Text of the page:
Hundreds of photographers will spend Saturday trying to capture the perfect image of the coronation. But one faces a tougher task: to turn King Charles III into an icon.
Hugo Burnand, 59, is the coronation’s official portrait photographer and, shortly after the newly crowned Charles returns to Buckingham Palace, will have just minutes to take a historic image of the monarch.
Mr. Burnand said in a recent interview that he was trying to treat the job like any other — “I have to do what I know how to do well and let history take care of itself,” he said.
But some experts say that he faces a sizable challenge. Paul Moorhouse, a curator who in 2012 oversaw a major British exhibition of portraits of Queen Elizabeth II, said in an email that Mr. Burnand had to capture the glory of monarchy while appealing to younger generations skeptical of the institution.
“It will be a difficult balancing act,” Mr. Moorhouse said of creating an image that does both of those things. Unfortunately for Mr. Burnand “there is no model” to copy, Mr. Moorhouse added, since previous coronation photographers worked at times when Britain was enthralled with the idea of monarchy.
For centuries, Britain’s royal family has commissioned artists to paint coronation portraits. Since King Edward VII’s coronation in 1902, it has commissioned photographers, too, hoping to create enthralling images for newspapers worldwide.
The task is not for the fainthearted. Cecil Beaton, the official photographer for the coronation of Charles’s mother, Queen Elizabeth II, in 1953, wrote in his diaries that he had such nerves the night before that he drank heavily at dinner and woke up hung over.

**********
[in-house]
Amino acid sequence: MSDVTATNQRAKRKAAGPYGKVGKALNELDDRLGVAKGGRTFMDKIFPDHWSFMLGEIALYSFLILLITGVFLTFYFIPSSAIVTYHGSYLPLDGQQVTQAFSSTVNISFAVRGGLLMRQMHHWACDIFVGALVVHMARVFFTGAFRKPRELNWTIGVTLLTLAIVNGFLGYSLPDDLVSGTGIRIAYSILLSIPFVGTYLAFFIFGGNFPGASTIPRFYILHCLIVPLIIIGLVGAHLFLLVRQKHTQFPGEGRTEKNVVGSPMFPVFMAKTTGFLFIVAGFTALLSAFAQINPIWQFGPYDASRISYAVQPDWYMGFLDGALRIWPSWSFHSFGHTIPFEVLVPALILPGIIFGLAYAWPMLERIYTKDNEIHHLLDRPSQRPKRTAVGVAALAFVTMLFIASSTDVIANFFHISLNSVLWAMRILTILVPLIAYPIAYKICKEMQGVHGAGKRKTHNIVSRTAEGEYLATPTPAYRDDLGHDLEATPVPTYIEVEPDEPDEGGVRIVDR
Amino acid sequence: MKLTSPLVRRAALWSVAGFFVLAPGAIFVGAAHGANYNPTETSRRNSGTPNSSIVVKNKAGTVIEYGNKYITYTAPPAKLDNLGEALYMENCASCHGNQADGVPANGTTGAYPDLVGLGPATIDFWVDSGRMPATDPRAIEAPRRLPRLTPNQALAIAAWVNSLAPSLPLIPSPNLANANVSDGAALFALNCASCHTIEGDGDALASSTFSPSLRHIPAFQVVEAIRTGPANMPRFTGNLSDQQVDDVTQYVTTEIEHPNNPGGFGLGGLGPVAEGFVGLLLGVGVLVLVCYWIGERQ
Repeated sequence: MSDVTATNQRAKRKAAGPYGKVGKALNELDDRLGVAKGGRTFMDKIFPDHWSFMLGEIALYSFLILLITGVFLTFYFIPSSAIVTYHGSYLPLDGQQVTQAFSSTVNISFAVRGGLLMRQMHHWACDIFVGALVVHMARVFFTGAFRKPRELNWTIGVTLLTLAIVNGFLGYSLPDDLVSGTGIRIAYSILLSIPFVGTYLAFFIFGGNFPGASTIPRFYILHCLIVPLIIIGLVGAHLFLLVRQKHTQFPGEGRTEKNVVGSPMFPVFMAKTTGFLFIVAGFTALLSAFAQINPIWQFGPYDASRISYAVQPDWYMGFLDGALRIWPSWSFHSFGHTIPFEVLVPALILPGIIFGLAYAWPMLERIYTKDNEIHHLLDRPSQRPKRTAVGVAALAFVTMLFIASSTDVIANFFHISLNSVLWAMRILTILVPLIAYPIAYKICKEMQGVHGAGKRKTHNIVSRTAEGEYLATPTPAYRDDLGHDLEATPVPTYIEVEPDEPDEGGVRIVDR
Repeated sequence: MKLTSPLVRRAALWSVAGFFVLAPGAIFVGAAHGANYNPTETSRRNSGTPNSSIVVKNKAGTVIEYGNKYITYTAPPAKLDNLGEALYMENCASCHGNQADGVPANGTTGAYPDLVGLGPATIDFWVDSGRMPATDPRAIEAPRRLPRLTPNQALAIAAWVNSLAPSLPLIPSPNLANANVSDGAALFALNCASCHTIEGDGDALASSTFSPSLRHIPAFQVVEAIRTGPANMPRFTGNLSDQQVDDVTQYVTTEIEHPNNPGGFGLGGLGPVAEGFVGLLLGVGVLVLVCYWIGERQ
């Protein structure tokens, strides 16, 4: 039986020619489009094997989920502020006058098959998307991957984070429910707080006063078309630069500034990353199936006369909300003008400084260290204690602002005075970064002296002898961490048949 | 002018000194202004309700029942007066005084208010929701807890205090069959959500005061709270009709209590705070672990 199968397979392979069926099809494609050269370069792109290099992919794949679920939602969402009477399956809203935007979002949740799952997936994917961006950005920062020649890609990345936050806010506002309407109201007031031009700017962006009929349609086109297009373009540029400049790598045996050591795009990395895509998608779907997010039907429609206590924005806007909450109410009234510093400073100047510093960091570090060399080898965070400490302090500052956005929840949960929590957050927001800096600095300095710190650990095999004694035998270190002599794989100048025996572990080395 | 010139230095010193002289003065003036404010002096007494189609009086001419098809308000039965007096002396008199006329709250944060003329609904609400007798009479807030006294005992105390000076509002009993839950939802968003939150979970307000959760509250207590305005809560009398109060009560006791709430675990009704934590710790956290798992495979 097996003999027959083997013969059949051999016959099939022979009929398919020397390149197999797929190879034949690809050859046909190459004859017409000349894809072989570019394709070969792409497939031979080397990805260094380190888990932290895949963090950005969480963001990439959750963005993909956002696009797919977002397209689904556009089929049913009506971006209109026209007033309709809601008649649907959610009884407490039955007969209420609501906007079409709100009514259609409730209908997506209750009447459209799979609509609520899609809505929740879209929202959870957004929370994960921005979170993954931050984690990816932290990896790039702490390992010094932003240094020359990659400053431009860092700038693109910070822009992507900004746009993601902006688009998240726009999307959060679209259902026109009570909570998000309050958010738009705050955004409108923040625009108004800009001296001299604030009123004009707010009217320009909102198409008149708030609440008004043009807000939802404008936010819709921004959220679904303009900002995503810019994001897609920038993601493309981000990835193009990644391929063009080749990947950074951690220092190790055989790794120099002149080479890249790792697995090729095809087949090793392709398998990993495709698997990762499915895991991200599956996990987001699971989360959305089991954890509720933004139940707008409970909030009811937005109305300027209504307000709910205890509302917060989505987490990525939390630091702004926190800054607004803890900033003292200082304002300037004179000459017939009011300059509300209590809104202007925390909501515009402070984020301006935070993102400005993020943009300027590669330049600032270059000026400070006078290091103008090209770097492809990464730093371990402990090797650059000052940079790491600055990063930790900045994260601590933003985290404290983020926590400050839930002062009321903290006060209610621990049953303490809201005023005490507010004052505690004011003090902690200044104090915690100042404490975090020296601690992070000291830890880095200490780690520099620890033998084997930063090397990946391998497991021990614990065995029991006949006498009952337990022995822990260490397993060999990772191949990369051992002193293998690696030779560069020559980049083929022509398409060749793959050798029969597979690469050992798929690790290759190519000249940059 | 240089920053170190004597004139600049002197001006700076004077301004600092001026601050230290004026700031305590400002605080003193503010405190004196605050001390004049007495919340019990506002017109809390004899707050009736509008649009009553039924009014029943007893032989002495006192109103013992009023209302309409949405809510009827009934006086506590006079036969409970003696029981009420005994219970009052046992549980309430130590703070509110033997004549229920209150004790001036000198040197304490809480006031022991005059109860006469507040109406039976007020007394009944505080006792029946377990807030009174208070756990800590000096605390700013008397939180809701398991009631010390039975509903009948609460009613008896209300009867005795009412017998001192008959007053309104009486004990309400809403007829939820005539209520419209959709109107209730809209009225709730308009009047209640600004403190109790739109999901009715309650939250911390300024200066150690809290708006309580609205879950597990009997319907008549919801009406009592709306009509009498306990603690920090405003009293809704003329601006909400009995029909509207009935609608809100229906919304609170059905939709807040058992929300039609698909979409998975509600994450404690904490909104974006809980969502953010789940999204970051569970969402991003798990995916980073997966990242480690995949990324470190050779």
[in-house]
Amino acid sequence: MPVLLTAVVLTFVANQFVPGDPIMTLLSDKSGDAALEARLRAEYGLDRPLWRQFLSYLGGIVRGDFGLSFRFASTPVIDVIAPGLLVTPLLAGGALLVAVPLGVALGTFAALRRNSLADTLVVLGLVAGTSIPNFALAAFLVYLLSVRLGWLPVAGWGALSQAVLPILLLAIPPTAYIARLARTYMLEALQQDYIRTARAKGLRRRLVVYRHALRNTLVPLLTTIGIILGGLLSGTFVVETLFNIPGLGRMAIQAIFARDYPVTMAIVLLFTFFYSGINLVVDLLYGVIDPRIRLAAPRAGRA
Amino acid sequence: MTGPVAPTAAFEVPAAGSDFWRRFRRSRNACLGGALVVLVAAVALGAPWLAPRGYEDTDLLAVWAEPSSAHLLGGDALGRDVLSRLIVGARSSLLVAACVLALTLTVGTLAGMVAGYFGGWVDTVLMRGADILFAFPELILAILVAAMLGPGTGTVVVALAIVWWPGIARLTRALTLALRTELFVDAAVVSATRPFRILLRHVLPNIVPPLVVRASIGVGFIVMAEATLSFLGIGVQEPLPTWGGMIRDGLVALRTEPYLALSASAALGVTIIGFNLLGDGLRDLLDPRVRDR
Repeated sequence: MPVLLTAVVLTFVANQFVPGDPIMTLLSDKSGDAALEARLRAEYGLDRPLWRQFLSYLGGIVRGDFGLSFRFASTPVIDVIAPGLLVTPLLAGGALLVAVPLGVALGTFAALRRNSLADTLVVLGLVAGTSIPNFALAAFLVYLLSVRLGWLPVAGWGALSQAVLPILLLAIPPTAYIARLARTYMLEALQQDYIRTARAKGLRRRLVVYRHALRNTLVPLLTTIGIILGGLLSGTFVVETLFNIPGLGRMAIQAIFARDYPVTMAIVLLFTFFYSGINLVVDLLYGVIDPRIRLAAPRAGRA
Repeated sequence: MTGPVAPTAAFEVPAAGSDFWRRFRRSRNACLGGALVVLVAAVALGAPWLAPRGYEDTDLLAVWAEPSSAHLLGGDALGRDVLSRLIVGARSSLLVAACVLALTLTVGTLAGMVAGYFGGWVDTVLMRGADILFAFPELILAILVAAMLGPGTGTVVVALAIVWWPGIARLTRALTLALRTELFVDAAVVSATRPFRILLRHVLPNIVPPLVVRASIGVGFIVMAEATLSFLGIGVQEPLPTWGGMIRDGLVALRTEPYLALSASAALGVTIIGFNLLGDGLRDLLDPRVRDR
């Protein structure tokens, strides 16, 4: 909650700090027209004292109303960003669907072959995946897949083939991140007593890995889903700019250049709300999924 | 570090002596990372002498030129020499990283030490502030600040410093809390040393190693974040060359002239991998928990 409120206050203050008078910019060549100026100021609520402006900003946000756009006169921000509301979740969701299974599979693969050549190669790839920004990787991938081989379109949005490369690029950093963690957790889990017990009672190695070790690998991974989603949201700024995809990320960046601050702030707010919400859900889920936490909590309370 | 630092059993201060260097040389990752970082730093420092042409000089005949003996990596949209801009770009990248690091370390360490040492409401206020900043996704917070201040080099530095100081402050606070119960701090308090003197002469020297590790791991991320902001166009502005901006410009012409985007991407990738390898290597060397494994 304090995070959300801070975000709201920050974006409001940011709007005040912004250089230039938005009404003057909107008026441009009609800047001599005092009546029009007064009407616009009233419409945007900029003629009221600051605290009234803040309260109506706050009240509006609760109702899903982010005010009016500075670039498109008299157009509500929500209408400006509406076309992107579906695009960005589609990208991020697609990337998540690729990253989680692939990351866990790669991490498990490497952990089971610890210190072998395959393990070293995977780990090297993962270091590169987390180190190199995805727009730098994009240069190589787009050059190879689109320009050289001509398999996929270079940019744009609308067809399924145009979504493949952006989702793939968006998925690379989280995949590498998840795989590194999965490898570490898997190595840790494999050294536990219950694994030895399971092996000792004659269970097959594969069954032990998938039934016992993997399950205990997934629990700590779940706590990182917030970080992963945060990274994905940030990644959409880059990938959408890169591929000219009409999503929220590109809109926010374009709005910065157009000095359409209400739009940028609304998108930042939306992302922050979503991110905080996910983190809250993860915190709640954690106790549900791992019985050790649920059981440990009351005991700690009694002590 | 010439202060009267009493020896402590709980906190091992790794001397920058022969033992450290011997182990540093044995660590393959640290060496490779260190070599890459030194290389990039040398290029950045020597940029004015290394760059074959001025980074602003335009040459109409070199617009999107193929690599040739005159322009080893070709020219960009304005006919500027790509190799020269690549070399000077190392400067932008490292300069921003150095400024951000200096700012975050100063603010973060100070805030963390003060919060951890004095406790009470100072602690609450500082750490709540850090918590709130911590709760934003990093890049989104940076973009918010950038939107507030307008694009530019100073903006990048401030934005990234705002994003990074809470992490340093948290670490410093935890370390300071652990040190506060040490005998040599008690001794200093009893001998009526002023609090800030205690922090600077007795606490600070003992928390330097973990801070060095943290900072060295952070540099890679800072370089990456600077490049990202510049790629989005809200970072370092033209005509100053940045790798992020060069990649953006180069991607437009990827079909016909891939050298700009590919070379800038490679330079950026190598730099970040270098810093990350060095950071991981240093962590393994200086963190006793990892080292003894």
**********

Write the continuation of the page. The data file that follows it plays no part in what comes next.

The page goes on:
When he came to photograph the queen, he felt that the lighting was wrong but didn’t have time to change anything. “I was banging away and getting pictures at a great rate,” he wrote. “I had only the foggiest notion of whether I was taking black and white, or color, or giving the right exposures.”
Mr. Burnand, a former society photographer for Tatler magazine, was perhaps an unsurprising choice for this coronation, having had a long relationship with the royal family.
In 2004, the royals asked him to photograph Charles and Camilla’s wedding the next year, but Mr. Burnand said that when he got the email, he initially turned down the job. He was on sabbatical in Bolivia and had just been robbed, he said. “I’ve had all the family’s passports stolen, and our money, and my cameras!” Mr. Burnand recalled replying.
He quickly changed his mind, though, and the wedding turned out to be a career breakthrough. Beforehand, he said, he felt like he was “really flapping my wings” trying to fly. Afterward, he no longer had to wait for the phone to ring with offers of work.
A few years later, he took Charles’s official 60th birthday portrait. (Charles was depicted in a surprisingly casual fashion, leaning back in a gold chair.) And he also shot the 2011 wedding of Prince William and Catherine, Princess of Wales, somehow making the occasion look intimate by photographing the newlyweds surrounded by page boys and bridesmaids.
During the recent interview, Mr. Burnand said that he loathed having his own portrait taken, but that the feeling made him a better photographer as he tried to make his sitters feel as comfortable as possible.
Being prepared also helps. He said he had spent weeks studying images of past coronations. He has also tried to consider everything that might go wrong, such as an equipment failure. And he even examined the environmental impact of his camera equipment to ensure that he was in sync with Charles’s pro-environmental views.
Now, Mr. Burnand said, he just wanted to get going: “Bring it on! Bring it on! Let’s do this!”
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